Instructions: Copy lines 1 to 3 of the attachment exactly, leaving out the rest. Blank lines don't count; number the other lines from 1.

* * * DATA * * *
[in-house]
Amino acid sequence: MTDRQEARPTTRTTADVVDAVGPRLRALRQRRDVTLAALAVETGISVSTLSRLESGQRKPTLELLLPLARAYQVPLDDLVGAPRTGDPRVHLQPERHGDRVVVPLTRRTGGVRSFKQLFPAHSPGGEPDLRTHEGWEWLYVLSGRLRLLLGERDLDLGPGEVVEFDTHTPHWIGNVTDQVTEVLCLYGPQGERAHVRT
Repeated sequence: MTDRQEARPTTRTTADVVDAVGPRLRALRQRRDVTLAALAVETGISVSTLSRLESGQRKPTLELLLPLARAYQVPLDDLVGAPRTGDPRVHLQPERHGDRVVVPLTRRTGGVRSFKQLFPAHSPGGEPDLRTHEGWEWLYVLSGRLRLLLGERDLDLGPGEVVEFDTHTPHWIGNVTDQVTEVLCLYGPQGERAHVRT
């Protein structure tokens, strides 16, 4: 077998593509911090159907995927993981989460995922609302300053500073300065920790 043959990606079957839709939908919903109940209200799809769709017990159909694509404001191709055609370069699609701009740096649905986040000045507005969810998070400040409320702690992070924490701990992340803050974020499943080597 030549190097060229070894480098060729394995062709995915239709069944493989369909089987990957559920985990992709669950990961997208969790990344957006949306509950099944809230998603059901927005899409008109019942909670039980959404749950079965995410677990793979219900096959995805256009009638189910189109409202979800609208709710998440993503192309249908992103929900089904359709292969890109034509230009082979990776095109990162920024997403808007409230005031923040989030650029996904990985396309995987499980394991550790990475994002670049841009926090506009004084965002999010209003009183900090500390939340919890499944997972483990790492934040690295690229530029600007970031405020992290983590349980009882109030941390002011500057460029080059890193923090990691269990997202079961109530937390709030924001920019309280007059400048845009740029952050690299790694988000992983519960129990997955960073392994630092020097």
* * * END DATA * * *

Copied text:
[in-house]
Amino acid sequence: MTDRQEARPTTRTTADVVDAVGPRLRALRQRRDVTLAALAVETGISVSTLSRLESGQRKPTLELLLPLARAYQVPLDDLVGAPRTGDPRVHLQPERHGDRVVVPLTRRTGGVRSFKQLFPAHSPGGEPDLRTHEGWEWLYVLSGRLRLLLGERDLDLGPGEVVEFDTHTPHWIGNVTDQVTEVLCLYGPQGERAHVRT
Repeated sequence: MTDRQEARPTTRTTADVVDAVGPRLRALRQRRDVTLAALAVETGISVSTLSRLESGQRKPTLELLLPLARAYQVPLDDLVGAPRTGDPRVHLQPERHGDRVVVPLTRRTGGVRSFKQLFPAHSPGGEPDLRTHEGWEWLYVLSGRLRLLLGERDLDLGPGEVVEFDTHTPHWIGNVTDQVTEVLCLYGPQGERAHVRT